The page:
Ed outlined the seven tiered design of Forest Gardens, which encourages the gardener to think about the larger picture of the garden’s biosphere, from root to tree-top, when generating and looking after a self-sustaining, productive system of variety-rich plant and animal life.

Evidence-Based Choices

Glynn spends lots of time working from a laboratory, using scientific methods to carry out research based testing of products and techniques. Results are charted and graphed, allowing us to make informed decisions about the wider impacts of our intervention choices.

Ian and David talked about Conservation Performance Indicators (CPI) for conservation work, a standardised system of monitoring and scoring how well flora and fauna is being cared for in National Trust Gardens in a way that is embedded into all practice from the beginning.

Sven mentioned that the best plant ‘exhibits’ in zoos are designed off the back of in situ research, what works for the animals or plants is not always what we would imagine. He reminded us that talking to other gardeners is one of the most important and effective ways of acquiring the evidence we need to make good gardening choices.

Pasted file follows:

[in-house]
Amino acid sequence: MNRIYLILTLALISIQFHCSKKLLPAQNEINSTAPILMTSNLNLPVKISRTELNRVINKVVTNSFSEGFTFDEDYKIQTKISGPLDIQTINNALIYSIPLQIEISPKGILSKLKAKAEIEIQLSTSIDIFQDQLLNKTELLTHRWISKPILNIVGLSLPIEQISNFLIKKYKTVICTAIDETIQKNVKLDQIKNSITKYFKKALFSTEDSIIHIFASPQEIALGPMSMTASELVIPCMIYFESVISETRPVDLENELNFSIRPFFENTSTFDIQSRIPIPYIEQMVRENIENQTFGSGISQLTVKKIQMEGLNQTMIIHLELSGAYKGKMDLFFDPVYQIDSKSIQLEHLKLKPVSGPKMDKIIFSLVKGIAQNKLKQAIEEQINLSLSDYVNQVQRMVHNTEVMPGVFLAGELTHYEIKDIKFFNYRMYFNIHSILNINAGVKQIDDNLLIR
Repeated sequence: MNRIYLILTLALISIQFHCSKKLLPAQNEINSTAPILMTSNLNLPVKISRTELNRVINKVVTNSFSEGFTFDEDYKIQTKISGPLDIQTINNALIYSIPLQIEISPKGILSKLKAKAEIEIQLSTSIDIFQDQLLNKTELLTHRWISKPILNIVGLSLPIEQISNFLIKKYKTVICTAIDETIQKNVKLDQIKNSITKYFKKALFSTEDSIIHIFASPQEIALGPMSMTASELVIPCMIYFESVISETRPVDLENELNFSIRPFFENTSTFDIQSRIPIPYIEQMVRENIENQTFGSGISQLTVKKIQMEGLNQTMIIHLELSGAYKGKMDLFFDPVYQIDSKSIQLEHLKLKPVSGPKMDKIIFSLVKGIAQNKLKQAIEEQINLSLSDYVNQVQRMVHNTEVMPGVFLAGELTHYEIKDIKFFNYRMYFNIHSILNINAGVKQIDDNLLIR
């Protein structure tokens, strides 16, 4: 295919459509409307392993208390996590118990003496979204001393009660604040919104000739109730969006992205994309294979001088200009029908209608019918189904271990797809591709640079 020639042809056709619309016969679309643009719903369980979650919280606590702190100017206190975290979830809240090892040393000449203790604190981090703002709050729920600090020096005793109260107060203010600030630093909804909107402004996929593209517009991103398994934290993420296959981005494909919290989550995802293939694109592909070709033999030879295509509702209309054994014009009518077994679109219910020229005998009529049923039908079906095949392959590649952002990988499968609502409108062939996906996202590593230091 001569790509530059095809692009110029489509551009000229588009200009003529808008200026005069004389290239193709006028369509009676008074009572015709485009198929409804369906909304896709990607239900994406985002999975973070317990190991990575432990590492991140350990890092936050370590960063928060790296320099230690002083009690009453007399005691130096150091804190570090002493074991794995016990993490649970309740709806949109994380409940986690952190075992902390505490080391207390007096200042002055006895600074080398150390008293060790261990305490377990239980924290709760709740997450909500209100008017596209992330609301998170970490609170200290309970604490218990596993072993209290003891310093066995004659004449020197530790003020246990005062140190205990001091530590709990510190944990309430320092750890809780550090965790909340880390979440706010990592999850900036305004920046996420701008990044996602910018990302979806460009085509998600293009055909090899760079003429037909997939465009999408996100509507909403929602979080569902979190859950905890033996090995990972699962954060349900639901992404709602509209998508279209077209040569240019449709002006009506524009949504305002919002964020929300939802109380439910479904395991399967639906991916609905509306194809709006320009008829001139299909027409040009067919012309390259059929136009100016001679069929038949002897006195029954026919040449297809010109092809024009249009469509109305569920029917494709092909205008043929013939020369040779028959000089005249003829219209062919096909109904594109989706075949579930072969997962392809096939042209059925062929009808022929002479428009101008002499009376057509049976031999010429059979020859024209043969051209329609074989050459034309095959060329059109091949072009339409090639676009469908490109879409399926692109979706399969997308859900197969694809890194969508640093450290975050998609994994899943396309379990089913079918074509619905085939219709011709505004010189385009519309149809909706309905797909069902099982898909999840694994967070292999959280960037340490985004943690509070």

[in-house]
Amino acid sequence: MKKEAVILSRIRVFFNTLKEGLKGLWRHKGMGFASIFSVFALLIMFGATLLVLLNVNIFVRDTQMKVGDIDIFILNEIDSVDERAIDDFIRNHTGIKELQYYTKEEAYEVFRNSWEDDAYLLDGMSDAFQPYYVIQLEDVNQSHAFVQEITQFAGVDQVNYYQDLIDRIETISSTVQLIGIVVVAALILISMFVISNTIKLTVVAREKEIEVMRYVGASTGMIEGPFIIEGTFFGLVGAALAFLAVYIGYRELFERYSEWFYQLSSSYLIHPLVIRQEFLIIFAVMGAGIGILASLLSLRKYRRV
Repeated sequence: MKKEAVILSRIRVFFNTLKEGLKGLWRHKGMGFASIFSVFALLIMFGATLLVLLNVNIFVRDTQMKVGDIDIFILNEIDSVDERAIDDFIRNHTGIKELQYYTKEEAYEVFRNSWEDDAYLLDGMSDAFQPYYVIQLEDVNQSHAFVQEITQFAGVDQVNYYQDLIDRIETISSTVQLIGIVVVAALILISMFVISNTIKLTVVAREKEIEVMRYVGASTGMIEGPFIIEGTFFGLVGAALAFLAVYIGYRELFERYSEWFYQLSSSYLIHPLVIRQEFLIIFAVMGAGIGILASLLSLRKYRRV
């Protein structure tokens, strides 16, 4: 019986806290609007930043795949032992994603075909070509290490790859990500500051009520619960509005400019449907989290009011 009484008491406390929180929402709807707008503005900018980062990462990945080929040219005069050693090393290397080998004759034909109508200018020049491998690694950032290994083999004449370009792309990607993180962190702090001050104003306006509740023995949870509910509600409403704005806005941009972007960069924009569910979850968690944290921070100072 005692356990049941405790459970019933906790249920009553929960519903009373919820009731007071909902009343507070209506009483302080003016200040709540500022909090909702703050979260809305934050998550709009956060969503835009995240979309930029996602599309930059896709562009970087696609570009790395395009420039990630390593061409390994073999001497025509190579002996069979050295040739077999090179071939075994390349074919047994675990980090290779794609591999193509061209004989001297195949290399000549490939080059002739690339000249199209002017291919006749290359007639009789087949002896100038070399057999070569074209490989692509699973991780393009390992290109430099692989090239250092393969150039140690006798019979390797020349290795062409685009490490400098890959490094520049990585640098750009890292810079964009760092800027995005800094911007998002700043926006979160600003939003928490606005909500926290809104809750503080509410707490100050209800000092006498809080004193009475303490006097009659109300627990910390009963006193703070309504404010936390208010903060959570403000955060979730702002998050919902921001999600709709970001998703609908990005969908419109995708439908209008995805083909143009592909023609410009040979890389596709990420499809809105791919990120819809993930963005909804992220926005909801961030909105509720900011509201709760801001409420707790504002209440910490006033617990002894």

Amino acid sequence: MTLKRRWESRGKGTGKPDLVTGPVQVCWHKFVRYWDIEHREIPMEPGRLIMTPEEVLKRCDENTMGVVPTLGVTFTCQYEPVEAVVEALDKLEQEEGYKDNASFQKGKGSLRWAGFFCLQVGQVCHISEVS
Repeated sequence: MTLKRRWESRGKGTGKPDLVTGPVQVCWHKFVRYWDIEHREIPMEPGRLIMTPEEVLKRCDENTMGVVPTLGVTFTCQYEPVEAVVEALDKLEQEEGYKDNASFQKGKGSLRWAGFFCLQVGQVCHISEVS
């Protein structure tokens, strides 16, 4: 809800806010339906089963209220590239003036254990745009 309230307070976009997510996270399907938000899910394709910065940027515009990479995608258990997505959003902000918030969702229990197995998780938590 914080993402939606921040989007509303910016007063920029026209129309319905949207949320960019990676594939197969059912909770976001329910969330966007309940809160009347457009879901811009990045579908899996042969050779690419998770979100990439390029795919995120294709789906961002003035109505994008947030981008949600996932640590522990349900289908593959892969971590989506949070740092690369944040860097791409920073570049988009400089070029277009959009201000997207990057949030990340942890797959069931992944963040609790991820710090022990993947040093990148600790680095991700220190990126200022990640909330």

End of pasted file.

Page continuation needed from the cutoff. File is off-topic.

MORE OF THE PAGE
Ed explained that the London Parks and Gardens Trust holds an impressive inventory of the culturally significant garden sites across London. Having such a record is a firm basis and reference point for future decision-making in regards to the care and development of these sites, and is perhaps one of the big factors why the LPGT has statutory powers in regards to what happens in them!

We were also lucky to hear from Perennial about the good work that they carry out on behalf of professional gardeners who are hit by hard times at any stage in their careers, and were urged as gardeners to spread the message throughout the industry of the services they freely provide.

Excitingly at the end of the day, newly appointed Chair of the LGN Committee, Claire Midgley-Adam launched the LGN’s brand new logo, website and social media forums. Her core encouragement to us all was: let’s get talking.

As professional gardeners, we need to keep sharing our horticultural findings with each other and beyond if we are to keep our plants safe and strong for a long time to come.

Event Photographs